Yes, and very often, I’m astounded to find out what good ideas I had to say I’ve already forgotten you very much need to have that list.

Ravi 16:50 

Ya, list, can’t remember. Now…

Swaminathan Aiyar 16:52 

That is, again, is the thing that ensures that means you return to the same subject, what you were reading. Can be another …

Ravi 17:03 

Can you tell us a little bit about your reading diet because it’s important to have a very fairly diverse diet of stuff that you read, so how do you… Do go about deliberately choosing the sources of, stuff that to read?

Swaminathan Aiyar 17:15 

Basically, I try to read, I mean things are changing now because you need to pay for everything, but I used to read all the four or five Indian newspapers, Wall Street Journal, the Financial Times of London, Washington Post. So these were the wide range… Weeklies I will be reading The Economist, reading the ‘Finance and Development (Magazine) which the IMF produces from time to time. Other things that people… There was a time when I used to read Economic and Political Weekly regularly, which I have stopped doing for various reasons, but there was a time, see there are so many business magazines and so on… I remember when I was much younger in the 1990s. I was reading one magazine every evening. There are so many of them, then finally I decided, forget it, I don’t want to know this. And as the quality and output improved it became impossible. If you go back to the 1960s, there was very little of quality that was worth reading or you could miss things out. Newspapers used to be only eight pages long in those days. So, everything was much simpler. I would get at six  newspapers in the morning, I would be finished in one hour.

Swaminathan Aiyar 18:41 

That was, in 1960. So I’m always in the position that apart from that reference you give them, I am not a Facebook, Twitter person, because that becomes too much. I just don’t have the time. So  I am sufficiently old-fashioned, I say “I don’t want to receive any more emails I don’t want any more alerts, I am already flooded by too many things. So I stick to what I have, and what I have is already too much to read. So many interesting things that are suggested to me, I just blank out. I don’t have the time, and still, as I said, what I read is enough. I think the ratio of reading to writing has gone down, which is a bad thing. It could be better if I read more. Reading books have gone down a lot because I have various health problems. Again, books are very good.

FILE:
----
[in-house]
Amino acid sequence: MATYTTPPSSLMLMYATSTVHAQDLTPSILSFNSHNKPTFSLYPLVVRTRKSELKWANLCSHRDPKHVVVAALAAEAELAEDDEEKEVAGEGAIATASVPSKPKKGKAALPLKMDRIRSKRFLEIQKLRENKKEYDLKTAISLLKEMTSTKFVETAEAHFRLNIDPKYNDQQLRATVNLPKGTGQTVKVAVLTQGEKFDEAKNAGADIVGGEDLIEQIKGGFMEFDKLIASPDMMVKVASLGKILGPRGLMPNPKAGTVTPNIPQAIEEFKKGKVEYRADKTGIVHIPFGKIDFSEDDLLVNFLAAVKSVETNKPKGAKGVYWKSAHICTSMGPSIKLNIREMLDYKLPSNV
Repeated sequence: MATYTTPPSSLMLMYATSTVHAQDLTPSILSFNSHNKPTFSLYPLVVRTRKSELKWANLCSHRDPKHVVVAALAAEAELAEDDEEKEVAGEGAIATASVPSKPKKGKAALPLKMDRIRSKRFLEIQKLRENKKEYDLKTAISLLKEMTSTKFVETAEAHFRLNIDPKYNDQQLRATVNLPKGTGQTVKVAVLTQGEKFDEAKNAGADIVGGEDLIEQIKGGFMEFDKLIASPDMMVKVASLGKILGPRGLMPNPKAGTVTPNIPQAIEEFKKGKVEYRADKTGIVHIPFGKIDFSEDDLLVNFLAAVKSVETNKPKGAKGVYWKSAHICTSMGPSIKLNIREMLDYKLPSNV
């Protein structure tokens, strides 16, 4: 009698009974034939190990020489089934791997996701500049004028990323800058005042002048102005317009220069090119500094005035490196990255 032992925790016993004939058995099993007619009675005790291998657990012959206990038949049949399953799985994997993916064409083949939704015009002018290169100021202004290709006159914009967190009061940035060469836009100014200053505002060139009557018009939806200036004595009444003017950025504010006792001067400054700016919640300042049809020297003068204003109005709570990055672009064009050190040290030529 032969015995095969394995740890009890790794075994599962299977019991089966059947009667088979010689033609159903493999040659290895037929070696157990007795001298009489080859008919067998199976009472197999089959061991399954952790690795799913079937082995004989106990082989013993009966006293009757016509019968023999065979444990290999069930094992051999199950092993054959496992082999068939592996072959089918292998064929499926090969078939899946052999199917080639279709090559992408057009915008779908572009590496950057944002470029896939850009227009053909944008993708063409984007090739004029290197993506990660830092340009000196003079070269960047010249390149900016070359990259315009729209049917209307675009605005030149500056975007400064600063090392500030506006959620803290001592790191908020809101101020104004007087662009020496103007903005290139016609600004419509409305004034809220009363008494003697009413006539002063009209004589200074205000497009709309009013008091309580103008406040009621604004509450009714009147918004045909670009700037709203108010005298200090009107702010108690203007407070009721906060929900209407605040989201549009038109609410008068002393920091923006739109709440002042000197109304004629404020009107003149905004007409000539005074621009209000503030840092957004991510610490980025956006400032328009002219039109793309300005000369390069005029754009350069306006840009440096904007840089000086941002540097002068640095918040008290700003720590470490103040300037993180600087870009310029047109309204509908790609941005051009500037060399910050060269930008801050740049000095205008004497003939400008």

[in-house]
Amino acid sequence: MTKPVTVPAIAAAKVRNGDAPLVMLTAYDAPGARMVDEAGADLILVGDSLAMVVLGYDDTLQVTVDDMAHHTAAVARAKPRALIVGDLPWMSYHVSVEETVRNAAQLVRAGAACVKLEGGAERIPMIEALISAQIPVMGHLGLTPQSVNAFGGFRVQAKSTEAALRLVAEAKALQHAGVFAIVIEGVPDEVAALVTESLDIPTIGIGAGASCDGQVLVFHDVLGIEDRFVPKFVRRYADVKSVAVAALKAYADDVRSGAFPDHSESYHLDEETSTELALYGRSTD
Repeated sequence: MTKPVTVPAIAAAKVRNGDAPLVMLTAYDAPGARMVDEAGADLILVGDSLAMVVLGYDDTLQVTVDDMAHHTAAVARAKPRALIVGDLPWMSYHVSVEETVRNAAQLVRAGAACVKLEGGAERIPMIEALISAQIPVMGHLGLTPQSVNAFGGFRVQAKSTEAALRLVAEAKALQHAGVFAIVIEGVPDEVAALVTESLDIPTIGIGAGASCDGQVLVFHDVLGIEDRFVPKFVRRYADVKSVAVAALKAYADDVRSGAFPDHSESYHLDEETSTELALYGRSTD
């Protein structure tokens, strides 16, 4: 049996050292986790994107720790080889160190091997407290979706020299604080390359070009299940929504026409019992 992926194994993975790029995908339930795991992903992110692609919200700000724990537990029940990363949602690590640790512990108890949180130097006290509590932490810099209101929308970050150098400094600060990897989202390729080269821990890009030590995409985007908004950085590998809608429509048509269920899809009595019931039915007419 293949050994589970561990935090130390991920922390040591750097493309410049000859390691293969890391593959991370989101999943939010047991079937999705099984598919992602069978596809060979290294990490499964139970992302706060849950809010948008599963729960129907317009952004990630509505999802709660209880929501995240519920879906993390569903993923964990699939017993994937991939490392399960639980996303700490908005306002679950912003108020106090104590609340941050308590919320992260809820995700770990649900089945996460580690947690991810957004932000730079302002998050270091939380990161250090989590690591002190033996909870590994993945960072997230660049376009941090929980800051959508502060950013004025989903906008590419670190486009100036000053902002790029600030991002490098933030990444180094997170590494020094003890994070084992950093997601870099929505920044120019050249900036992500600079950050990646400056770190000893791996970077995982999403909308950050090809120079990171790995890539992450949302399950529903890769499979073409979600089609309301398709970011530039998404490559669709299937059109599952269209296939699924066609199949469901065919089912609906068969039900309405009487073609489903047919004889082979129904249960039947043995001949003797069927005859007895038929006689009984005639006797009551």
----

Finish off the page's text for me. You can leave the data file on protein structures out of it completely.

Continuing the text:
Swaminathan Aiyar 19:45 

They get me ideas.

Ravi 21:15 

Brilliant. Now, let’s say you pick a theme that you have written about and you’ve read some about it but you might do more research, some topical stuff. Now, when you do that research, right, typically when I try and read a lot of articles and write-ups about one topic, there is that feeling of being overwhelmed with that information, right, How do you figure out from all the data points that, what’s the theme that’s emerging? Do you kind of take notes while researching? How’d you figure out that big picture?

Swaminathan Aiyar 21:51 

Well, you see I think that Google is all-important these days whereas in old days there was the World Development Report or the World Statistics from the World Bank and other things which I use extensively, or there is some article I read Economic and Political weekly or somewhere else, or in some books. So one, we make a note of this is what I read about. Google has made has revolutionized everything. It is now possible that every single sentence will say, “is this really true, is this really true”, and so you can go back and Google and check. And because of that, there have been several occasions when I have abandoned the column. This is not sustainable. That you know, when I do the research, I find that argument cannot be sustained because various things I have left out. And once you bring those in, the thesis will fall. So there are times when I said the importance of researching is not just for the facts but sometimes, to realise that, sorry the column is wrong.

Ravi 23:08 

And then you have to go with another idea and then do the whole thing again.

Swaminathan Aiyar 23:11 

Fortunately, I have a long list so. I do try to write one day before the deadline initially. Again, not succeed. In fact, I not only try to do it one day before, I have a mailing list of people who I’ve known for a long time. Many of them will respond. And I’m able to incorporate their responses in a revision, if I send it one day before. If I send it only on deadline, then obviously, you can’t make use of your friends.

Ravi 23:48 

Writing. One of the things that I really admire about your words, is that it’s very layperson words. Hardly you would come across technical words and, in fact, it’s words that you would use in everyday conversation. And what was that a style that you kind of always had, even while growing up or you developed over time?

Swaminathan Aiyar 24:11